THE moral code of our
people was strictly observed by both sexes. There was but one standard
of morality. That which was right for the man to do was also right for
the woman. The Scarlet Woman was unknown among us before the advent of
the white man. Many an Indian maiden has been wooed and wedded by the
paleface only to be left unprotected, unprovided for, and thus to become
an outcast and a prey to the unholy.
It was the Kiowa law that
every woman should have a husband to provide for her. Therefore, when
war had made the men fewer than the women it naturally followed that a
man must take more than one woman to wife. So the Kiowas were
polygamous. It was the custom where a man married the oldest of a number
of sisters, for him to take to wife every one of them as soon as she
arrived at marriageable age. This, however, was a privilege, not an
obligation. There was no ceremony at a Kiowa wedding, but the wooing was
done after a fashion long observed.
When a young man arrived
at the marriageable age, he usually found opportunity at a feast or a
dance to whisper into the chosen maiden’s ear his mating hopes. Followed
always the presentation of robes and horses to her father and sometimes
the giving by the maiden of a buckskin shirt beautifully beaded—her
handiwork—to her lover.
If the father did not
look with favour upon the offer of marriage, it was not exceptional for
the wooer to carry off by force the denied object of his affection.
One of the marriage
customs, peculiar to the Kiowas only, I believe, was the prominent
position accorded the mother-in-law—the bride’s mother, by the
way—immediately after the wedding. For four moons the newly married man
was not allowed to speak to an unmarried woman. If any communication was
necessary, it was carried on through the mother-in-law.
Owing to our strict
adherence to the single standard of morality, the Kiowa mother was able
to bear children sound in body and mind. Before the coming of the white
man we were not afflicted with the loathsome diseases that make for
blighted offspring. Never do I remember seeing in our tribe a child
deformed or even birthmarked, and an idiotic infant was an extreme
rarity. It was a rare occurrence, too, for any of our people to become
mentally unbalanced. In such event the person was looked upon as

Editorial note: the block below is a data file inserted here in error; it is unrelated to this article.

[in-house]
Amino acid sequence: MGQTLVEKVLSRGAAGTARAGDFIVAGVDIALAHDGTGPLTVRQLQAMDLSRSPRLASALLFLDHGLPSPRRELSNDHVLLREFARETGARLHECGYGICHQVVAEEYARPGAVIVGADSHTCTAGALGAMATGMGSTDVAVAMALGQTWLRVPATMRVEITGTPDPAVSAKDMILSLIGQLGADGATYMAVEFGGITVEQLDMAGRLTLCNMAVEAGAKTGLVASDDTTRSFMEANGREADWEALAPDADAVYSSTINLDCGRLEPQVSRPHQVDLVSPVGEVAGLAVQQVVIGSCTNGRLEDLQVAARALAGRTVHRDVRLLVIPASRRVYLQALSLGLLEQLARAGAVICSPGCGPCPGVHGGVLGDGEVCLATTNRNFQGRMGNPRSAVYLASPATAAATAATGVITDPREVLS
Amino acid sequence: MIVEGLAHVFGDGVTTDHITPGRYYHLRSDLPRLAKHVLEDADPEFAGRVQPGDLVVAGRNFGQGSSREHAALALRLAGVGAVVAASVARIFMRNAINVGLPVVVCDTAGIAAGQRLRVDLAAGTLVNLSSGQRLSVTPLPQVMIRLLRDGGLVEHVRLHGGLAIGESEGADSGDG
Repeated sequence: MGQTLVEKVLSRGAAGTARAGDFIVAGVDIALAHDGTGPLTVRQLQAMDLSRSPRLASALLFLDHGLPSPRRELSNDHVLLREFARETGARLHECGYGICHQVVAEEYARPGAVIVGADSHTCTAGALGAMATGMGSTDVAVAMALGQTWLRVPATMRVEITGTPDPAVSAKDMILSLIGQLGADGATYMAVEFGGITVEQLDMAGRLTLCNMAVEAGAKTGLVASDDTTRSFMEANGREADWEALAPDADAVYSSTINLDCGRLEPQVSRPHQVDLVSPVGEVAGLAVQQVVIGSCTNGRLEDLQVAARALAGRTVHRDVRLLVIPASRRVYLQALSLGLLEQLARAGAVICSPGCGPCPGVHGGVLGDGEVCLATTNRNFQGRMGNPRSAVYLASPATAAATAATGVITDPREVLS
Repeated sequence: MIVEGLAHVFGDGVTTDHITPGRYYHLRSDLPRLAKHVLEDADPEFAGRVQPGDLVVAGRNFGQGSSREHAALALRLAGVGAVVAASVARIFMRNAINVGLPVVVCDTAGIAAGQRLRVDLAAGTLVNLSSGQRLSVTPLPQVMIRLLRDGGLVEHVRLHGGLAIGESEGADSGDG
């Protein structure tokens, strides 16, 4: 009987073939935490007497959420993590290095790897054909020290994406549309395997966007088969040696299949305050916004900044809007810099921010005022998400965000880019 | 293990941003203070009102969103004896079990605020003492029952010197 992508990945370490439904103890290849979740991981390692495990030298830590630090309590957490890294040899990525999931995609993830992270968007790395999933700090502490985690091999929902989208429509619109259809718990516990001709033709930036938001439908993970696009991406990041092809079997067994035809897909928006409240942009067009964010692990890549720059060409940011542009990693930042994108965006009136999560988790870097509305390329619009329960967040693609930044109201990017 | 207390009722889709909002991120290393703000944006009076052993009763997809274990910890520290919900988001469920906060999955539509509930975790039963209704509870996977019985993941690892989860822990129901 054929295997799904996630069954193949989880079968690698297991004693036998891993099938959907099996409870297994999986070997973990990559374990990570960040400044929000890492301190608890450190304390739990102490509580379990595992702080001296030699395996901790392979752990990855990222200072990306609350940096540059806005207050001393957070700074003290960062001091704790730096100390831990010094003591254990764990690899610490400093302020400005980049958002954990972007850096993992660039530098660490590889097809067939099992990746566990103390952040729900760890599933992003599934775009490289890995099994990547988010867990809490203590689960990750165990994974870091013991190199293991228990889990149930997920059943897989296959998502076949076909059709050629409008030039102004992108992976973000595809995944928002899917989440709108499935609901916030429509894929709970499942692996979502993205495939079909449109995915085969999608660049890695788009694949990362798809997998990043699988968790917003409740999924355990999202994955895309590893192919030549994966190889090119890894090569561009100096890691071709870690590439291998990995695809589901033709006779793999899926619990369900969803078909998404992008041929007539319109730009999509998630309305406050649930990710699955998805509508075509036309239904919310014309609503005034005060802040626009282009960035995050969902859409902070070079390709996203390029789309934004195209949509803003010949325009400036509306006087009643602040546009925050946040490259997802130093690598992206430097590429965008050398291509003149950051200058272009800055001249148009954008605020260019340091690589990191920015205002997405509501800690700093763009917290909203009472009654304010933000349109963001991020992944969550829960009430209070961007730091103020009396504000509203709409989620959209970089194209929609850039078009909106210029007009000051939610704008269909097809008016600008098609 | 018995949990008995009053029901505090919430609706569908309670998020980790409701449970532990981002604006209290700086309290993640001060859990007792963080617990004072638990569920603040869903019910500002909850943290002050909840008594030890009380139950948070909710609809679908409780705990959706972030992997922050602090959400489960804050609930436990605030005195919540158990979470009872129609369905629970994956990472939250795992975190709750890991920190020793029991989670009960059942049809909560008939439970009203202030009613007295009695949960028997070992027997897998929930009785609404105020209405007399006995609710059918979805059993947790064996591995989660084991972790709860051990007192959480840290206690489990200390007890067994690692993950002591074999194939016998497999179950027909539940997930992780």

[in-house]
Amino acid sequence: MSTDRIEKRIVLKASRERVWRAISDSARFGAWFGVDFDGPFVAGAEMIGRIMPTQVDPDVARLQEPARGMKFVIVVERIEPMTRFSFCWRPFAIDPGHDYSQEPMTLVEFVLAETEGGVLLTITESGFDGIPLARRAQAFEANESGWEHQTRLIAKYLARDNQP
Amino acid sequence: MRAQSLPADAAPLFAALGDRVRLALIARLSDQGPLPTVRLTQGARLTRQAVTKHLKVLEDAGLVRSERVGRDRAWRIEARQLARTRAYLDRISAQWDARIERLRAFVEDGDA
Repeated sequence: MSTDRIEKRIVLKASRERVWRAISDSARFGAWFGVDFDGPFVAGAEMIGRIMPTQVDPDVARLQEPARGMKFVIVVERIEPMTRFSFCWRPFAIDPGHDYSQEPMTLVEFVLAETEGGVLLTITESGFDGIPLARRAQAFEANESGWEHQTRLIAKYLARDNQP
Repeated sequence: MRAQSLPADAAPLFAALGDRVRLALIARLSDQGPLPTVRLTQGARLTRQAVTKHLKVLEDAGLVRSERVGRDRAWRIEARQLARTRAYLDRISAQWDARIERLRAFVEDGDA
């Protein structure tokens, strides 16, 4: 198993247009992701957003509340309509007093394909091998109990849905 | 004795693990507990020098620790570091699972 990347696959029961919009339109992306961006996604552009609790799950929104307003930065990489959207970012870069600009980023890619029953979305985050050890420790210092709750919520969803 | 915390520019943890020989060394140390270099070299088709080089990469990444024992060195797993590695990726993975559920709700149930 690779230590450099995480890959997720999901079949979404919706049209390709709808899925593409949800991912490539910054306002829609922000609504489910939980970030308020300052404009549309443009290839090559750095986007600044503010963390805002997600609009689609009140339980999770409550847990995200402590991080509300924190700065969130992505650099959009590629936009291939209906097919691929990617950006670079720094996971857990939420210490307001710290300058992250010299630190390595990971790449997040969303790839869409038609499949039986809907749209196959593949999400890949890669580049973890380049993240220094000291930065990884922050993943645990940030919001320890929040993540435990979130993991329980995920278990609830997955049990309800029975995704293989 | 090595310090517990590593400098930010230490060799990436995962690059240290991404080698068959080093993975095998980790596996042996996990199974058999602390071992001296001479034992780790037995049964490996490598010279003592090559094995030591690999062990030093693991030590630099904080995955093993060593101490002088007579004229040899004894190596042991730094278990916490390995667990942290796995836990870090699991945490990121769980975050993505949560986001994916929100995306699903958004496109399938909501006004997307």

possessed by overpowering spirits and was treated with respectful
The orphans of the Kiowas
never lacked for loving care. They were adopted by parents who gave to
them attention fully the equal of that bestowed upon their own flesh and
Mutual interests made of
us a true brotherhood. Since the members of the tribe were brethren,
there was no incentive for any one to take advantage of another. So,
there was no thieving among us. To be sure, the property of a hostile
tribe might be obtained in any way possible. For a man to enter the
enemy’s camp, outwit him and escape with his horses, was not only right
A man with the forked
tongue, a man with the coyote heart, could have no standing in the
It was not long after our
first intercourse with the white man that this saying originated:
“The pale-face writes his
words on paper and forgets them; the red man does not write his words.
He remembers them.”
I have known Indians to
travel many days and to undergo great hardships rather than break their
word. The characteristic prevails even in these degenerate days.
Not long ago a party of
Seminoles living in the Everglades of Florida agreed with a white man to
go with him as guides on a bear-hunt. Before the day set, some white men
who wanted the job, told the red men the hunt was off. When the Indians
learned they had been victims of the forked tongue, they were nearly a
hundred miles from the white man’s place. They covered the entire
distance afoot Finding the man at home in the yard, they stalked
silently to him, and without salutation the leader spoke:
“Injun come. Injun no
Then apparently deaf to
the response the little party stalked away on the homeward trip.
Affairs of honour in the
long-ago time were often settled face to face and foot to foot. One such
affair was connected with the romantic mating of my foster parents,
Zepkhoeete and Tsilta.